Questions have been raised about the credibility of video footage of EFF leader Julius Malema and party MP Mbuyiseni Ndlozi’s alleged assault of a police colonel at the burial Winnie Madikizela-Mandela.
This is as the pair’s criminal trial resumed in the Randburg Magistrate’s Court on Tuesday morning.
The charges against Malema and Ndlozi date back to April 2018 when they are accused of pushing Lieutenant-Colonel Johannes Venter – a member of the Presidential Protection Services – after he refused their vehicle entry to the Fourways Memorial Park where Madikizela-Mandela was being buried.
Their trial kicked off last October, with Venter testifying as the first witness for the state.
Malema and Ndlozi assaulting a Police Officer at Winnie Mandela’s Funeral. Clear evidence of an assault. Now let’s see how South African Twitter responds. pic.twitter.com/kbcroF32O2
— Bronaldo Gouws ???????? (@RenaldoGouws) November 20, 2019
On Tuesday, proceedings picked up again and Deon Klingbiel, the former manager of the cemetery, took the stand.
Klingbiel told the court he was on duty that day but didn’t witness the altercation first hand.
He said, though, after the fact he was approached by a Colonel James Bronkhorst who wanted to know if there was any chance the incident had been caught on camera.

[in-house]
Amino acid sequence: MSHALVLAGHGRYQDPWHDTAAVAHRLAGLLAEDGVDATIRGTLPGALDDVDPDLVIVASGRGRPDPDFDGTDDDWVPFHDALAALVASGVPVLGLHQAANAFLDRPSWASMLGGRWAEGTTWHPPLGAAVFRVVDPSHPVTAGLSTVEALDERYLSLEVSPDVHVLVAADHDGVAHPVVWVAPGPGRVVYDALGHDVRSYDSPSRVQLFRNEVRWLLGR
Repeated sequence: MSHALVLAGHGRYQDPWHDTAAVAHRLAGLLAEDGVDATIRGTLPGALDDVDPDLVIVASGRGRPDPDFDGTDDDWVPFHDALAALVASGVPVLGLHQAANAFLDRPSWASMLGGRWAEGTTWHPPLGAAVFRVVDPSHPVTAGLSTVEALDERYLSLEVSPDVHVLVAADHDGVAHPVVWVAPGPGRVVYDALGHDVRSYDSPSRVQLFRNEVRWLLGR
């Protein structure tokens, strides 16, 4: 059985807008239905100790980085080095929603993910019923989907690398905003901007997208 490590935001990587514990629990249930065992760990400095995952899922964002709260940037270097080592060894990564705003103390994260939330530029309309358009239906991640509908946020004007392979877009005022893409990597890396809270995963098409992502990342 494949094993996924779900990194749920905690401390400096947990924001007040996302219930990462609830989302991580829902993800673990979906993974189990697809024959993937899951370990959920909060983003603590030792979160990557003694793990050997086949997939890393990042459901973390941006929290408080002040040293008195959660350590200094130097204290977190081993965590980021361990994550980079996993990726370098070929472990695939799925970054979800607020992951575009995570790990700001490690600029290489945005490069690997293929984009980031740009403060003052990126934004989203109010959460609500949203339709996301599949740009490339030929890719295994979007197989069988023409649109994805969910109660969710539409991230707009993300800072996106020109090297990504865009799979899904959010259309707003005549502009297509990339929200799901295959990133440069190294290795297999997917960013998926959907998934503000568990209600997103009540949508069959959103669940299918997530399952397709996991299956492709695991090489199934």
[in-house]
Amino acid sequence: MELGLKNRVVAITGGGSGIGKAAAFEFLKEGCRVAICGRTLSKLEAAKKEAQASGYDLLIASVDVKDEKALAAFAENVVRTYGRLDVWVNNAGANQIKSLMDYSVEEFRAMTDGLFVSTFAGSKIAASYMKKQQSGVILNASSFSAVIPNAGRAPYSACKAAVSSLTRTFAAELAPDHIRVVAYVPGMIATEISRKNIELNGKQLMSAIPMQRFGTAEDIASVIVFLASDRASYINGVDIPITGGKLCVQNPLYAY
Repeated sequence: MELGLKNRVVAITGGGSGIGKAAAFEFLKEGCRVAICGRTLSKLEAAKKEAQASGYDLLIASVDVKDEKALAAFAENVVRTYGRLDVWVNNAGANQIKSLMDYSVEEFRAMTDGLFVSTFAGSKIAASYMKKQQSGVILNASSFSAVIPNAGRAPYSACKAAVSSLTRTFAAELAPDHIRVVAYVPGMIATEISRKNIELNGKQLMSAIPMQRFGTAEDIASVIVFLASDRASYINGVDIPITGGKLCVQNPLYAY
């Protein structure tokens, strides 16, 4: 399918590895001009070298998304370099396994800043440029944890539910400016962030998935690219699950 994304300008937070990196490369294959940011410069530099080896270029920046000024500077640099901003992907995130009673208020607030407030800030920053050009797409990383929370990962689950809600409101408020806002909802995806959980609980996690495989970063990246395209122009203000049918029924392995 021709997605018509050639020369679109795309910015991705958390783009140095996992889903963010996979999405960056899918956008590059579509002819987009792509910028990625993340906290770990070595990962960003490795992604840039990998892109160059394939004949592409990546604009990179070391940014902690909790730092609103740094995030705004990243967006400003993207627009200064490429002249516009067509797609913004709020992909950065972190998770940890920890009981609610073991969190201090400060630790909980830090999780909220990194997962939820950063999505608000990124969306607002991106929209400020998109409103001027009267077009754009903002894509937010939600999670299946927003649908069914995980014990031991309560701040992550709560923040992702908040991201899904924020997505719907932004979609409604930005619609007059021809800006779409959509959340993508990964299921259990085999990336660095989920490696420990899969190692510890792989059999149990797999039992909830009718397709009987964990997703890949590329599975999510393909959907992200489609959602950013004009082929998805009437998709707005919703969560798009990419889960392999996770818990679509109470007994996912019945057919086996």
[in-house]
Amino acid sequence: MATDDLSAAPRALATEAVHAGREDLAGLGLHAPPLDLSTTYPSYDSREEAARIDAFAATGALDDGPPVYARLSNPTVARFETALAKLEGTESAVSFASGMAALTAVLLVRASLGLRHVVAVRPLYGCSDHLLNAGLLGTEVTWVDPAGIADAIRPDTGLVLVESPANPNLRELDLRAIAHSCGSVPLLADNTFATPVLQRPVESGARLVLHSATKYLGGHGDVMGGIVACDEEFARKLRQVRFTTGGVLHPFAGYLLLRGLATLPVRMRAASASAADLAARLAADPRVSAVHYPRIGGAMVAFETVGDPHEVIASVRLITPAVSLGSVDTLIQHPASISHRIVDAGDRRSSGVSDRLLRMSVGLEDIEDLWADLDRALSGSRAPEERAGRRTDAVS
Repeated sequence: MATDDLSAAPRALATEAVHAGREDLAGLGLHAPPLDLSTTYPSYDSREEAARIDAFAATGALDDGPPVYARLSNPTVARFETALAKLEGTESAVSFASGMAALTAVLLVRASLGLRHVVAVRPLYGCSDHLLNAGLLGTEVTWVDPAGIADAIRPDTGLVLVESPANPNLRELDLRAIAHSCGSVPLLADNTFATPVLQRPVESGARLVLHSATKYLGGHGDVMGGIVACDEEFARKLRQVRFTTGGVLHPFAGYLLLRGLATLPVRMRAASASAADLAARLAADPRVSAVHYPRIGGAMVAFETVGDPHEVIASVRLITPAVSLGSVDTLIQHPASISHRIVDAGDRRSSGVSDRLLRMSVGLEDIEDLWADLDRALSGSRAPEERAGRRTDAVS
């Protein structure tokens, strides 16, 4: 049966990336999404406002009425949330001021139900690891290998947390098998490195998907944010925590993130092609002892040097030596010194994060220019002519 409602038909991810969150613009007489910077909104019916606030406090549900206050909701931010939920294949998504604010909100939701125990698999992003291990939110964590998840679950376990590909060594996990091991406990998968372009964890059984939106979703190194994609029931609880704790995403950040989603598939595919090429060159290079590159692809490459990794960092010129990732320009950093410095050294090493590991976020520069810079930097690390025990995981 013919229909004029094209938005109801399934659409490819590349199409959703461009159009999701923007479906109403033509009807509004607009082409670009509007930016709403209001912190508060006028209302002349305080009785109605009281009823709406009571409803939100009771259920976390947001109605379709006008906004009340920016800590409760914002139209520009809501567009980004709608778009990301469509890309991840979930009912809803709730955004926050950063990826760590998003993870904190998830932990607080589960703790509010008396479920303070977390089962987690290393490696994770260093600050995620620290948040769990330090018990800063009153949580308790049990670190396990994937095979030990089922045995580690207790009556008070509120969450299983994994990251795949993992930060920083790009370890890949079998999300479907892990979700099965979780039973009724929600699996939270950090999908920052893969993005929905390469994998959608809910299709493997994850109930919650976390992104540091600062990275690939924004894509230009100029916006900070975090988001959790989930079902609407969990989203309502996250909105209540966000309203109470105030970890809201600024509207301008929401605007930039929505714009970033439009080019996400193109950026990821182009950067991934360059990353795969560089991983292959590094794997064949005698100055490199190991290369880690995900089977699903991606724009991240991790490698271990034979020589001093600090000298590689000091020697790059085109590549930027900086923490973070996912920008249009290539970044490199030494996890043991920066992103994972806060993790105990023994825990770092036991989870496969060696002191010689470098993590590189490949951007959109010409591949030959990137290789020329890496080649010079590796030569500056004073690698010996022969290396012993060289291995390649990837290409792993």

“I said to him it was possible,” Klingbiel told the court. “I told him he should come back later so we could go through the images together.”
Early that evening, he and Bronkhorst met again and he downloaded the footage onto a flash drive for the officer.
But Klingbiel told the court he had made another copy for himself and, under cross-examination, advocate Laurence Hodes SC for Malema and Ndlozi honed in on this.
— Economic Freedom Fighters (@EFFSouthAfrica) March 9, 2021
Hodes pointed out that Klingbiel had not mentioned having made another copy when he first deposed to a statement in the case.
“One gets the impression there was only one copy ever made of the video,” he said.
“Then the impression is wrong,” Klingbiel responded.
“Was this something that was secret between the two of you?” Hodes pressed further.
Klingbiel replied it was not secret but that it was sensitive.
“There was video footage shown in the media – posted by AfriForum and other people – do you know where they got their footage from?” Hodes asked Klingbiel.
He was adamant he had no idea. “Not from me,” he said.
Hodes put it to Klingbiel he could not prove the video footage had not been tampered with.
Klingbiel said, though, it had a time stamp and if it had been tampered with this would be easy to pick up.
The case continues.